There are three major styles of claims based risk adjustment systems. Some systems use only diagnosis information to slot a claim into a risk group. Most systems use diagnosis information. If a specific code is on a claim, the person is placed into the risk group. Some systems only use pharmacy claims where specific National Drug Code (NDC) number corresponds to a risk group. If a person picks up a prescription of a specific NDC, they get slotted into a risk group. Finally there are hybrid systems that use both diagnosis and prescription data.
Milliman looks at the challenge of pharmacy based risk adjustment in the context of the shift of opioid addiction harm mitigation and minimization efforts for the CDPS Dx/Rx risk adjustment model. They raise a very astute point about how risk adjustment lags clinical practice changes.
Diagnosis based systems suffer from severe lag from when a service was performed and when the claim could be processed. Claims are not settled for at least six to nine months after the date of service. Diagnosis is specific. A diagnosis will indicate Type 2 diabetes with or without complications which will drive their own score that drives a monetary transfer.
Pharmacy based systems are fast. Almost all pharmacy is point of sale claims processing. The big challenge with pharmacy based risk adjustment is that very few drugs have only a single use. For instance, oral hormonal contraception have a predominant use of preventing pregnancies but they are also used for a number of other medically valid reasons.
Hybrid systems like the CDPS MRx use both diagnosis and pharmacy data to drive a risk score. I optimized the UPMC Medicaid risk adjustment process for this model. It tended to award higher scores for diagnosis while a pharmacy claim slotted someone in as low as possible in a general category as pharmacy claims covered a much wider array of conditions than a specific diagnosis.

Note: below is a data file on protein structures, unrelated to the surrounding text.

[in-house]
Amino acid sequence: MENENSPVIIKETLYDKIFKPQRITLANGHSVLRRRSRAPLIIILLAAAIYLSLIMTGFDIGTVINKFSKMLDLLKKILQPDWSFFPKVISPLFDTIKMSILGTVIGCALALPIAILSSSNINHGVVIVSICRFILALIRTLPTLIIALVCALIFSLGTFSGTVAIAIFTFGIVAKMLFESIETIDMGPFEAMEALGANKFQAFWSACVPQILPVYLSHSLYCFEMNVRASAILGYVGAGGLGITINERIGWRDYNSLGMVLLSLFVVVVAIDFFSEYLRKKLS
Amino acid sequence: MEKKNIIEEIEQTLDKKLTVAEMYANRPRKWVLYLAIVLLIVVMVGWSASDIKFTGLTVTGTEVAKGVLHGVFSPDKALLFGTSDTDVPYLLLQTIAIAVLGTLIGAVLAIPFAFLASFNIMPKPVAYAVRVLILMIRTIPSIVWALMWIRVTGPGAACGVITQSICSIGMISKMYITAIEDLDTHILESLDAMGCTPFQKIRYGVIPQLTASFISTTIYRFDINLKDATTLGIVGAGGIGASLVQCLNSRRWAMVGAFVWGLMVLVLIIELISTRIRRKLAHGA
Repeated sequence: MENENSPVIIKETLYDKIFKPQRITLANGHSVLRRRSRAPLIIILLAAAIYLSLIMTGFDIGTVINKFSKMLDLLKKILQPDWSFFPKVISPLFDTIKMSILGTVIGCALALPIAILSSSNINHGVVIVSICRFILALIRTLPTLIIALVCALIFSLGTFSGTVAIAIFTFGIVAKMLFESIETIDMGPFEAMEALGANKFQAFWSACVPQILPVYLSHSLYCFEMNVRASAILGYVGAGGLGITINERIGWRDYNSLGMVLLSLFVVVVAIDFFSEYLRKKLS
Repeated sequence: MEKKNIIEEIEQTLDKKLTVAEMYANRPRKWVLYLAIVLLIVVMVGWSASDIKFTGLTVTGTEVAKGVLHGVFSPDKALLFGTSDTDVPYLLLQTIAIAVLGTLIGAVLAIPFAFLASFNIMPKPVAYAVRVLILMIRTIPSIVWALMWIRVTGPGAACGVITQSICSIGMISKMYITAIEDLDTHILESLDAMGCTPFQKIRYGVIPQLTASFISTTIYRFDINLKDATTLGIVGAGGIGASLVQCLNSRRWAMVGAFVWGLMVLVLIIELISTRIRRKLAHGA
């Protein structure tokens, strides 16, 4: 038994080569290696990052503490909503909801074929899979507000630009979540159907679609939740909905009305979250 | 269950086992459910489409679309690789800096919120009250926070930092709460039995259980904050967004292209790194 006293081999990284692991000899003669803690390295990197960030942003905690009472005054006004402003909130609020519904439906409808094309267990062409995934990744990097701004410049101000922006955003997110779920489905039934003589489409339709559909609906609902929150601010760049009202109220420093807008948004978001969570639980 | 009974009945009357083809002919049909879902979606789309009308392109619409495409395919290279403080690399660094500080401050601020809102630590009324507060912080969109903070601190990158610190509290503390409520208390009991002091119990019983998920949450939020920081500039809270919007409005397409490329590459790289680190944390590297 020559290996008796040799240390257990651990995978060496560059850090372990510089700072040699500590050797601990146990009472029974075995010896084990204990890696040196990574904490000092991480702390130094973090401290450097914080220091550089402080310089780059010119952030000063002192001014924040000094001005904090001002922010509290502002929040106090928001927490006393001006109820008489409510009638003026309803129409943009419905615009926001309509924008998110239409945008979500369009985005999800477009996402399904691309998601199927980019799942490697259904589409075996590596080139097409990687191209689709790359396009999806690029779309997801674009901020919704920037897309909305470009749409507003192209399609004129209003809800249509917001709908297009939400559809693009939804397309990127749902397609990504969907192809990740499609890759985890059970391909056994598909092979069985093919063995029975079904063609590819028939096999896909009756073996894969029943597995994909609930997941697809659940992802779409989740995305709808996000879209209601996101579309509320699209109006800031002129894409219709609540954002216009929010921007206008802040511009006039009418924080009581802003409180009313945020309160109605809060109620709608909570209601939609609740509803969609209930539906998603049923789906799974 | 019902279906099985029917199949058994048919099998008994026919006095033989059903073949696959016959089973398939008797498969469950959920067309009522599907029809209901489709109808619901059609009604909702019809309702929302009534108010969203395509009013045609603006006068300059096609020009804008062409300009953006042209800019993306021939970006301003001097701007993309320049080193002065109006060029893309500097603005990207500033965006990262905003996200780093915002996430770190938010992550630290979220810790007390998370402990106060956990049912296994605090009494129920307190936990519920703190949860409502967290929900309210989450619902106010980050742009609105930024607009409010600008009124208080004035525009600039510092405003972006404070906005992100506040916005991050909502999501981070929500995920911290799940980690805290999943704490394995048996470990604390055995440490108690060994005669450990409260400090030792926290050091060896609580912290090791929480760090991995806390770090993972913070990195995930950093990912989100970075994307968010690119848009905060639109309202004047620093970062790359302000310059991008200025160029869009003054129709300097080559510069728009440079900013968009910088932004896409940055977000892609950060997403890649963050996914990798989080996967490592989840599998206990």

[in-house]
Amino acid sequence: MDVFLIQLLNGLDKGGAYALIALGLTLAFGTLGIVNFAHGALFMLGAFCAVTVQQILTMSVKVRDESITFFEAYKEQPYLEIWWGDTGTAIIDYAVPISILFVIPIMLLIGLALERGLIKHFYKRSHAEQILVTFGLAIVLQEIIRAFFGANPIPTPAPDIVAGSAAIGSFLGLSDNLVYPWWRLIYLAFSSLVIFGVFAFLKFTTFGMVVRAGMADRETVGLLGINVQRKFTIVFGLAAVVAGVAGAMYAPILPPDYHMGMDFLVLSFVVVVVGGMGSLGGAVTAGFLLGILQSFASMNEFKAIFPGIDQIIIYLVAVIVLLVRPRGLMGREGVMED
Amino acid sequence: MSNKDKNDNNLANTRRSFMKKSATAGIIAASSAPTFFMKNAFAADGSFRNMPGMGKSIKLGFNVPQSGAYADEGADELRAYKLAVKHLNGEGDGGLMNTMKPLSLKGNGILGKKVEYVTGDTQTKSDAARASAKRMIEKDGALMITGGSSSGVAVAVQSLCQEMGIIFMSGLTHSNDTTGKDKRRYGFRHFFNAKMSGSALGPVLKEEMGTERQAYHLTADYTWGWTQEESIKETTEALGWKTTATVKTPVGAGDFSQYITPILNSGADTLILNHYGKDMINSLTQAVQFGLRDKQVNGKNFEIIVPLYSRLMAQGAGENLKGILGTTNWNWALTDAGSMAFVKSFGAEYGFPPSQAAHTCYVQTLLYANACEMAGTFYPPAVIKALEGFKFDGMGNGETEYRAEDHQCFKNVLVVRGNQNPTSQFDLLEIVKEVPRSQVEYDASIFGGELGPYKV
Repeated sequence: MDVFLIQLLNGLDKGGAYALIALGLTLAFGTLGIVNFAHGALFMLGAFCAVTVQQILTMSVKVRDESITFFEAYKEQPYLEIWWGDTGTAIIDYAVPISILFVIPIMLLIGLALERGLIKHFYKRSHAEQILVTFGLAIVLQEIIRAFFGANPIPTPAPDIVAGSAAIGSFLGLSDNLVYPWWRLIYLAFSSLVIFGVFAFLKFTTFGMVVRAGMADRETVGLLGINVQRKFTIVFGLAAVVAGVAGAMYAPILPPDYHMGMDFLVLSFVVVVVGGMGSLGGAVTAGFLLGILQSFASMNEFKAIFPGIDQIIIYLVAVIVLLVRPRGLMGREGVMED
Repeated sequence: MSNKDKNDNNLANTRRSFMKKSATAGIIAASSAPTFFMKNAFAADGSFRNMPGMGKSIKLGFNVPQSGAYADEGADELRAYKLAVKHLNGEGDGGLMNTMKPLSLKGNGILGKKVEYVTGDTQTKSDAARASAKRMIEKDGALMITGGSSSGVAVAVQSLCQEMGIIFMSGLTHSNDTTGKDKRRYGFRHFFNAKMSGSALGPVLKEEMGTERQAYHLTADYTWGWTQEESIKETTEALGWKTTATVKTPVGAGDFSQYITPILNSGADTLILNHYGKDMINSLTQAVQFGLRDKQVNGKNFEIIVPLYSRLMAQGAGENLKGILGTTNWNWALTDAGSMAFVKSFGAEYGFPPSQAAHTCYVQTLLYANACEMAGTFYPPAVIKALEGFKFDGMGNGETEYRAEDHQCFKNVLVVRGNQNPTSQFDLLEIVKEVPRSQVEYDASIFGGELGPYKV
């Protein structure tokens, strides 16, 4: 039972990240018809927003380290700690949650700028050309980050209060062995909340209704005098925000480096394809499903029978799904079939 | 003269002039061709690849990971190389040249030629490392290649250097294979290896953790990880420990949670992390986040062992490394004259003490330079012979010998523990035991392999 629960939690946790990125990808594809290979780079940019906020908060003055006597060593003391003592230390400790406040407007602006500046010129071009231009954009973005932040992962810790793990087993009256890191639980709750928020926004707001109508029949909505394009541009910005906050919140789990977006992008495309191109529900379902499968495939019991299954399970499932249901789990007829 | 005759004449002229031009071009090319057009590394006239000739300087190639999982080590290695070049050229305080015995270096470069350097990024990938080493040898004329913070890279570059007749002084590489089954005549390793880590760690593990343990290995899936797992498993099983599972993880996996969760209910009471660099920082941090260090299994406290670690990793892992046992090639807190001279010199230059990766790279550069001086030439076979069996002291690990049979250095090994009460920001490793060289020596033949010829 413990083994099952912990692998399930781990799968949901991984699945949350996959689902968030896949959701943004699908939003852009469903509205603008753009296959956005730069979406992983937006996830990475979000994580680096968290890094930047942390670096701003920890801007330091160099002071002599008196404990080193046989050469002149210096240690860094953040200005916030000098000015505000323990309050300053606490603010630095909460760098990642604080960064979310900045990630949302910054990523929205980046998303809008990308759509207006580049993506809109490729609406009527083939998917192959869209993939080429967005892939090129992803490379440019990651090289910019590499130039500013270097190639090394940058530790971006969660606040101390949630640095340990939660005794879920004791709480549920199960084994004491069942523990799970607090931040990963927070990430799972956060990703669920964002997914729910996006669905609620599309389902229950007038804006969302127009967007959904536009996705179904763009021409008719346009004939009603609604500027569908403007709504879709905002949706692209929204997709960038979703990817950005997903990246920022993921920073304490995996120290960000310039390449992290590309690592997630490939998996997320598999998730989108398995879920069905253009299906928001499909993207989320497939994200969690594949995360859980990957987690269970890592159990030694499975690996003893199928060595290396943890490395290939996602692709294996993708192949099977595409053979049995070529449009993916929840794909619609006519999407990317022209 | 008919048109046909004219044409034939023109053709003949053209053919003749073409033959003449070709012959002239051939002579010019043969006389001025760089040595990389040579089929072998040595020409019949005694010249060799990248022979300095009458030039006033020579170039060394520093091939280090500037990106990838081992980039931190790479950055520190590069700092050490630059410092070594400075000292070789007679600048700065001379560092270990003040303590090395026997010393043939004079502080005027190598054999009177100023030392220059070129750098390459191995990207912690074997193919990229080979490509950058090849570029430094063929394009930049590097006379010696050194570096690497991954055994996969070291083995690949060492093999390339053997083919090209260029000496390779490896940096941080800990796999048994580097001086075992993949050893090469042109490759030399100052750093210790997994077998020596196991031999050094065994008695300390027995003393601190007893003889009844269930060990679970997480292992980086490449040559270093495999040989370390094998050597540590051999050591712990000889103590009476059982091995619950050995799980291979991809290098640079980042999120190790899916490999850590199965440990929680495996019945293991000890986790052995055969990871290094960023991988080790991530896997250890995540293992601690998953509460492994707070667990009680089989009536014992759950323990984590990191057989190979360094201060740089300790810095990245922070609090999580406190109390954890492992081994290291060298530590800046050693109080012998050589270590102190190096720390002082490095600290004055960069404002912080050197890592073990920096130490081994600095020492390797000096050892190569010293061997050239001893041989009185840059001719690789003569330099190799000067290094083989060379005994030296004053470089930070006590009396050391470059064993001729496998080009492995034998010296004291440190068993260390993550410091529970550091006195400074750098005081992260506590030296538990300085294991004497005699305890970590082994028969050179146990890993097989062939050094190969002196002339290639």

Over the past several years, physicians, hospital systems and insurers have all been trying to reduce opioid prescribing through a variety of means in order to minimize the number of additional people who will become addicted to an opioid. This means people who previously would have been prescribed an opioid are getting prescribed either non-pharmaceutical treatments or alternative non-opioid prescription drugs.
Some of the drugs in the model are used to trigger a multiple schelerosis diagnosis. That is an expensive disease so it is a significant increase in scored morbidity. There are a few important policy considerations that arise from this problem in the model’s data lag.
First, most Medicaid programs use revenue neutral risk adjustment, just like the ACA uses revenue risk adjustment. If everyone’s score increases by the same margin, no one gains or loses money. If there is a differential change in the risk scores that are solely driven by the opioid alternatives driving up MS scores, then some insurers will gain money that they really did not earn and some insurers would lose money that they “should” get.
The incentive in this situation is for a red queen race. Every insurer in revenue neutral risk adjustment where opioid alternatives can score increased risk adjustment payments should seek to maximize the number of people receiving opioid alternatives that score highly in other risk adjusted categories. If one insurer is doing this and no one else in the state/risk adjustment group, that insurer will get a lot of “free” risk adjustment money.
The second policy consideration is whether or not we want to intentionally use the fact that risk adjustment lags clinical reality as a fairly strong incentive for insurers to aggressively move people off of opioids and towards the prescribed alternatives? If the state uses revenue neutral risk adjustment, this policy had no direct monetary impact on the state but may lead to fewer people newly addicted to opioids.
Finally, a broader point needs to be raised. Most health insurance systems that require some type of guarantee issue and community rating needs risk adjustment to counter-act the cherry picking incentives every insurer faces. Every risk adjustment system is flawed. Diagnosis based systems have a significant lag between the event and data generation while pharmacy based systems have wider error bands due to the multiple indications most drugs can be used. The critical question is how much error should we tolerate, in what direction and to what purposes? And from there, how often do we need to update models to account for changes in clinical practice?
Milliman’s deep dive on the CDPS MRx model showed a critical exploit that aggressive insurers using that model can use to generate millions of dollars of additional revenue that is not supported by the underlying claims. They also lead to several critical questions that we need to think about.